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Lost in Cyberspace

Not all commerce need be online

This article was originally published on March 9, 1999 by SignOn San Diego and Copley News Service.

A going-away party, a press release and a news story recently emphasized how rapidly and completely the online culture is changing – and how utterly unrealistic some expectations for the Internet are.

The article was from the Reuters news service (Feb. 23), and detailed how various experts were predicting that Avon and Tupperware were in big trouble because they don't offer full-service e-commerce Web sites.

The press release was from Lillian Vernon, the mail-order catalog company specializing in tacky gee-gaws and gadgets, announcing their new Web site were you can now purchase (in complete security, of course) a Leprechaun banner or inflatable backyard skating rink.

The party was for a young man who recently enlisted in the Coast Guard and was shipping out for boot camp.

The press release and article jointly illustrate a mind-set that has recently come to dominate much of the discourse about the Internet: Namely, that the only good transaction is an online transaction, and that if you're not moving your business to the 'Net, you are forever doomed. (And the flip side of that is the rule that the only good Web site is one with secure electronic transactions.)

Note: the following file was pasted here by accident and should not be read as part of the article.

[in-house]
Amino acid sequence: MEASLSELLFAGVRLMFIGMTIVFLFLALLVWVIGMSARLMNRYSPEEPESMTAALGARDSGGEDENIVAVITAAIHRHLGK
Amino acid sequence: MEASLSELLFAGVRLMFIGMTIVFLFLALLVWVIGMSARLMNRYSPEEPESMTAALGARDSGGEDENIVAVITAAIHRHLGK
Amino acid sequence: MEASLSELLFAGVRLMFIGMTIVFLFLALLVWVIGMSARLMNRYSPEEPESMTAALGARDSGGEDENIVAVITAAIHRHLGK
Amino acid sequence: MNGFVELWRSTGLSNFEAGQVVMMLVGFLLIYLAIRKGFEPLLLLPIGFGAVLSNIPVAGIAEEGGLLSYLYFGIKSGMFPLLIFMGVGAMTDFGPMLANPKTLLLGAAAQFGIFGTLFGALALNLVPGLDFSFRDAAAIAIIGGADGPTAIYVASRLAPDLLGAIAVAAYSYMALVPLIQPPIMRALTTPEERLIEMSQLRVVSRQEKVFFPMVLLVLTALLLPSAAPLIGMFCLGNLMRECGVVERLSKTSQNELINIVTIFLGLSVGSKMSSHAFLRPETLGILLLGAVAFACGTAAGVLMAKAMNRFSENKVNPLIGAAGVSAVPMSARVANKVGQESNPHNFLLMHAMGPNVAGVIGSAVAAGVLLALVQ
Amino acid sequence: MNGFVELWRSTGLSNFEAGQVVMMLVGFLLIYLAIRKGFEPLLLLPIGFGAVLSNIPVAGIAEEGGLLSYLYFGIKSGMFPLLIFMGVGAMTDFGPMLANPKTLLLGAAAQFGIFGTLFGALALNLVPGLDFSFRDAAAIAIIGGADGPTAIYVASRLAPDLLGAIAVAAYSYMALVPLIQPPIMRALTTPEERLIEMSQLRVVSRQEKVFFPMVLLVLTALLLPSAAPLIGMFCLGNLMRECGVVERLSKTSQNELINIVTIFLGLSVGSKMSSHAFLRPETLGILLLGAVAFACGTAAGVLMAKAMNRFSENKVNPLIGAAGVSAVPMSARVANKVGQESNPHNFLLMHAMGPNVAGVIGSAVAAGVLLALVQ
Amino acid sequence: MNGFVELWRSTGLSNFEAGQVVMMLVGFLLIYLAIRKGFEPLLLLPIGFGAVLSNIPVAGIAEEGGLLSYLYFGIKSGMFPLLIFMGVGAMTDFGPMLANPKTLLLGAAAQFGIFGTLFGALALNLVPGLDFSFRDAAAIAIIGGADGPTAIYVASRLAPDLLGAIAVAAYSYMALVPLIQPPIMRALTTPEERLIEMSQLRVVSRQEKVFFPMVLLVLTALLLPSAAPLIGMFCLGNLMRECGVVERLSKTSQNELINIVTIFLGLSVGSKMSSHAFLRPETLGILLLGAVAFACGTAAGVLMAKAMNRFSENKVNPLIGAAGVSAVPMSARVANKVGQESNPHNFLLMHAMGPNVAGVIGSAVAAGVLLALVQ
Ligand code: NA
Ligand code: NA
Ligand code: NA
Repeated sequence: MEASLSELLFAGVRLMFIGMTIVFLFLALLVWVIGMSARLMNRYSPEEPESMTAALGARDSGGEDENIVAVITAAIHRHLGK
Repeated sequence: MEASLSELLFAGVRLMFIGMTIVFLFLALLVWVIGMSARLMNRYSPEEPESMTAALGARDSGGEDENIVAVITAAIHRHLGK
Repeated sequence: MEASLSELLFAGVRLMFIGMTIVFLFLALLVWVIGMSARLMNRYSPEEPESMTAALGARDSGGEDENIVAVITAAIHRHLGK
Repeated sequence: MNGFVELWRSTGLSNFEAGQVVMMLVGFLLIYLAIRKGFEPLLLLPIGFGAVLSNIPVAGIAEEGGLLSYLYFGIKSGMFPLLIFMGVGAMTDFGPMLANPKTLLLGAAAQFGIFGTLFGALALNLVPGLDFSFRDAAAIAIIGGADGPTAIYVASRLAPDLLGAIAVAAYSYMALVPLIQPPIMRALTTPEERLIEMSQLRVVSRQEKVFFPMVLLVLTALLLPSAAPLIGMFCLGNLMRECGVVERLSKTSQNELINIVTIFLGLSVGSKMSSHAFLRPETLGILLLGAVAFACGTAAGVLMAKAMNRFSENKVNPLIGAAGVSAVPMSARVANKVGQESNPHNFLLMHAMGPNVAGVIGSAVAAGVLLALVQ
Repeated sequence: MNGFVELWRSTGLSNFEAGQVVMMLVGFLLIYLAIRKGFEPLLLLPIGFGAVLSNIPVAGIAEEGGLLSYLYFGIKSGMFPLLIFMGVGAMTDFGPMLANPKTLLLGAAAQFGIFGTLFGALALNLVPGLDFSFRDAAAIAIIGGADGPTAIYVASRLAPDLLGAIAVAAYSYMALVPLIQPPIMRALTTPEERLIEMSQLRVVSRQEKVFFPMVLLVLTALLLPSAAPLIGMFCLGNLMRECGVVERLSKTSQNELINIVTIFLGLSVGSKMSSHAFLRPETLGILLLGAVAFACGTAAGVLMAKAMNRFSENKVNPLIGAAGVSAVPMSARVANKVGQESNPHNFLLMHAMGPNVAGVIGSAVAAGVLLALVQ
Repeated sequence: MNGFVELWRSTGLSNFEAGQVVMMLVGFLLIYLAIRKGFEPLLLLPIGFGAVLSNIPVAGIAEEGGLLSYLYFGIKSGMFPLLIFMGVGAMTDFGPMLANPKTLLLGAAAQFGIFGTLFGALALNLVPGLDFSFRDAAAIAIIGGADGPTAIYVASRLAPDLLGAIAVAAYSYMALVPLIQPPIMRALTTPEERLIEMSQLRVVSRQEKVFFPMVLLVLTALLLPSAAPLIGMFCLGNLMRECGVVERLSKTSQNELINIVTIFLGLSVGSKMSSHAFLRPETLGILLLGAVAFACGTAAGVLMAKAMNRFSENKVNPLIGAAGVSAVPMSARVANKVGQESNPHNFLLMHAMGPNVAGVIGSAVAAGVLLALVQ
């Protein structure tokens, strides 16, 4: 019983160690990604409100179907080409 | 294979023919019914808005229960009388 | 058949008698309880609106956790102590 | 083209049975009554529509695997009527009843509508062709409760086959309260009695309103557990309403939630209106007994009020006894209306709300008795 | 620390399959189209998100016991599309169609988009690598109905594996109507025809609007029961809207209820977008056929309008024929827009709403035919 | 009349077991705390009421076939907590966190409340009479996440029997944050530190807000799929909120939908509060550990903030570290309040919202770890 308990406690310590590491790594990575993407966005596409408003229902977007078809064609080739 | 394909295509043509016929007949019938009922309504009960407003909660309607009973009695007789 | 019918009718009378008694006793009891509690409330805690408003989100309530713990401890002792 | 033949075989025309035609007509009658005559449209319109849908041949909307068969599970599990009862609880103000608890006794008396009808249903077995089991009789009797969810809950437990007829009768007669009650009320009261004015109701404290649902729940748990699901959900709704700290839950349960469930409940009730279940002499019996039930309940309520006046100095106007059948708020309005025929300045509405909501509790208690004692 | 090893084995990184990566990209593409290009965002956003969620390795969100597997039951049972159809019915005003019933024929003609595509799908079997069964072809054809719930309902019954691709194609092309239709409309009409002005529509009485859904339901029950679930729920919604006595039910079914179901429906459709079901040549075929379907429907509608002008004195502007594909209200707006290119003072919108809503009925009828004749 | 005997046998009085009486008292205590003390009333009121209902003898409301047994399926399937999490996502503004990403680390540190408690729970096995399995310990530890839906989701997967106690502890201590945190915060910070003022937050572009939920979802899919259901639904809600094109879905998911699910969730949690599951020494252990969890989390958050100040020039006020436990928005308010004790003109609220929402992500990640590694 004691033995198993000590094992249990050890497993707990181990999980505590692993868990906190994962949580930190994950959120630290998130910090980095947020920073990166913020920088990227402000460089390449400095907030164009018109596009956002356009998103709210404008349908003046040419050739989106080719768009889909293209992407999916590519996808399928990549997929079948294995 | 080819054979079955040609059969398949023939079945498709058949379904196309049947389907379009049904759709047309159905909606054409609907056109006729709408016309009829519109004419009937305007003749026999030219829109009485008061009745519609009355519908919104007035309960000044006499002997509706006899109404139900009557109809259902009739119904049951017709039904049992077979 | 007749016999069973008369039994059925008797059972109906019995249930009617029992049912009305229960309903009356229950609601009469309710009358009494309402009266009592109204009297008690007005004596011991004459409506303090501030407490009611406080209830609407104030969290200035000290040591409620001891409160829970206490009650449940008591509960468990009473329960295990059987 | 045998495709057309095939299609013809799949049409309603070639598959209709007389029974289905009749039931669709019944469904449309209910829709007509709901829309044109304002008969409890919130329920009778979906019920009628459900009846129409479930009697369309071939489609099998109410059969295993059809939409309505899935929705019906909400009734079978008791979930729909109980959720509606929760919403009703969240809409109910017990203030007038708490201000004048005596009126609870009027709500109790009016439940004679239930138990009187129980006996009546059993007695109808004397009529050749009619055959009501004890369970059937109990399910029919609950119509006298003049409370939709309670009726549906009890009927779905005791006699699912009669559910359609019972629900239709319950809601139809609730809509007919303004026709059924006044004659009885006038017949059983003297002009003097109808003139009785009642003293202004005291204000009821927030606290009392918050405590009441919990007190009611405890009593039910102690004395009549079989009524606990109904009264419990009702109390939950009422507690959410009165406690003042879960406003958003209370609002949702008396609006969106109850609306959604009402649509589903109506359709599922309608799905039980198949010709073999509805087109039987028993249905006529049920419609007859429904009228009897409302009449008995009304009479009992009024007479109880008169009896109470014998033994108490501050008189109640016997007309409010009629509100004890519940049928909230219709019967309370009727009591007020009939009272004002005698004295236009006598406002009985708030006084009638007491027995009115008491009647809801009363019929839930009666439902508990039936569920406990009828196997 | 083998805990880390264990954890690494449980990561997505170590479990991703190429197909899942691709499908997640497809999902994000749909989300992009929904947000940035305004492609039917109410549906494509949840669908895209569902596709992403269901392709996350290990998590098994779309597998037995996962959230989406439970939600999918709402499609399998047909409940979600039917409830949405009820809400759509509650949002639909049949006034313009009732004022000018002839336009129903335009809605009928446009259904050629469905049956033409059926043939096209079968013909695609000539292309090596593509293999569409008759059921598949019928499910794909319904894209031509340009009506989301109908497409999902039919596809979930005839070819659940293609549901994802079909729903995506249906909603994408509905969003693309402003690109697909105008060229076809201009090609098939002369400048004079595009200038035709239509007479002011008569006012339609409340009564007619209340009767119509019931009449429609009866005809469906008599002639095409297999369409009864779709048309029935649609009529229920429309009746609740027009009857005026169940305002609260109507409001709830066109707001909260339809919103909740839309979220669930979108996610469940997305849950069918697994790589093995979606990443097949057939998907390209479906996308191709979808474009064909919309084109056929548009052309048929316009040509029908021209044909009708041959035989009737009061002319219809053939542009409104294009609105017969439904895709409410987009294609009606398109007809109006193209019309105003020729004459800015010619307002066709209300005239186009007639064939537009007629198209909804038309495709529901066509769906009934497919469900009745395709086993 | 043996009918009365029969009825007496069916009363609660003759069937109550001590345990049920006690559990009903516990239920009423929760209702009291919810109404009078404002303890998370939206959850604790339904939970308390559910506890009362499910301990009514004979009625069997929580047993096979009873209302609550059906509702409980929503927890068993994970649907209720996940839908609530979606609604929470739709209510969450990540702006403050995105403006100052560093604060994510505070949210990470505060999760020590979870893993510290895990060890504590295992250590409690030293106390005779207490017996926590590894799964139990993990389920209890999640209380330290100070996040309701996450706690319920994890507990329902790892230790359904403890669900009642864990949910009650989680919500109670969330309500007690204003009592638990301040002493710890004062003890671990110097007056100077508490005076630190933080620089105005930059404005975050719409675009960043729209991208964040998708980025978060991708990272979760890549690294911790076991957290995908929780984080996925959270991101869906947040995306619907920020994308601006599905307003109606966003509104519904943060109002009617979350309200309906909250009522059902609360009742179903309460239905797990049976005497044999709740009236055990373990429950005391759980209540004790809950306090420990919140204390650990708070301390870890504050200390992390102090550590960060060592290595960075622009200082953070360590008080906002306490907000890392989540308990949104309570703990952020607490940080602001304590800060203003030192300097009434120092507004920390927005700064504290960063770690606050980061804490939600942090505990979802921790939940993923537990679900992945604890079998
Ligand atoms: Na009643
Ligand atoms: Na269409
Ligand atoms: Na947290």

The party, on the other hand, was a throwback to the earlier days of the 'Net, a more idealistic time. You see, I know young James through both his late father, Ryan, and his step-father, Bob – both of whom I met online more than twelve years ago on a San Diego computer bulletin board system, or BBS. In those heady times, there were only a couple dozen BBSs in all of San Diego County; the entire online community could have (and sometimes did) meet physically in a single pizza parlor.

But there was a sense we were creating something new and special at that time, and many of us, perhaps most from that particular BBS, have kept in touch through the years. James' going-away party brought a handful of us back together, with the conversation alternating between the past and the future – but (interestingly) almost never touching on commerce.

Instead, now as then, it was about community – about how common folks can use the Internet to better connect with others who share their passions and tastes. We've kept up with technology, of course – instead of BBSs, most of us now host our own Web pages or e-mail listservs (private newsgroups devoted to one topic or another) – but the ideals have remained consistent.

Not that commerce isn't important; every one of us at James' party has a job (and bills). Most of us work in the computer or online fields, so we're certainly not hostile to folks making a buck (or a living) off the 'Net.

But the idea that all business must be online strikes me as fundamentally wrongheaded – and I wonder if the growing commercialization of the Web isn't clouding all the other good things the Internet offers us.